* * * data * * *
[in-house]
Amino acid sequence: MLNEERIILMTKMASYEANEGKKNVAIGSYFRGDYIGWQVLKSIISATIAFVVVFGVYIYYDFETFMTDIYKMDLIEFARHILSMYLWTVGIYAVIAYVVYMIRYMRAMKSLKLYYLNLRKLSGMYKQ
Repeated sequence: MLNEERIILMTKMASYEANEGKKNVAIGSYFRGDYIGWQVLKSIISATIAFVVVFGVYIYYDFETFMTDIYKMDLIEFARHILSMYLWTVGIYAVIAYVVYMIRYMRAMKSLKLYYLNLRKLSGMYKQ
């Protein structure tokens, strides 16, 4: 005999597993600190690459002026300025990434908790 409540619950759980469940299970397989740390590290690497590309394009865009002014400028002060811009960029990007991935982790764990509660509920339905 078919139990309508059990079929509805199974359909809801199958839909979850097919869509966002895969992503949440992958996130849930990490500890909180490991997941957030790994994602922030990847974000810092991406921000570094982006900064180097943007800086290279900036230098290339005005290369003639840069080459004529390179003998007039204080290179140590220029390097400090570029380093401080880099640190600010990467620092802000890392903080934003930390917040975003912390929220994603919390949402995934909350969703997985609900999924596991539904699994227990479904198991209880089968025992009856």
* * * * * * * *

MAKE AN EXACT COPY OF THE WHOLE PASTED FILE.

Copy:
[in-house]
Amino acid sequence: MLNEERIILMTKMASYEANEGKKNVAIGSYFRGDYIGWQVLKSIISATIAFVVVFGVYIYYDFETFMTDIYKMDLIEFARHILSMYLWTVGIYAVIAYVVYMIRYMRAMKSLKLYYLNLRKLSGMYKQ
Repeated sequence: MLNEERIILMTKMASYEANEGKKNVAIGSYFRGDYIGWQVLKSIISATIAFVVVFGVYIYYDFETFMTDIYKMDLIEFARHILSMYLWTVGIYAVIAYVVYMIRYMRAMKSLKLYYLNLRKLSGMYKQ
């Protein structure tokens, strides 16, 4: 005999597993600190690459002026300025990434908790 409540619950759980469940299970397989740390590290690497590309394009865009002014400028002060811009960029990007991935982790764990509660509920339905 078919139990309508059990079929509805199974359909809801199958839909979850097919869509966002895969992503949440992958996130849930990490500890909180490991997941957030790994994602922030990847974000810092991406921000570094982006900064180097943007800086290279900036230098290339005005290369003639840069080459004529390179003998007039204080290179140590220029390097400090570029380093401080880099640190600010990467620092802000890392903080934003930390917040975003912390929220994603919390949402995934909350969703997985609900999924596991539904699994227990479904198991209880089968025992009856």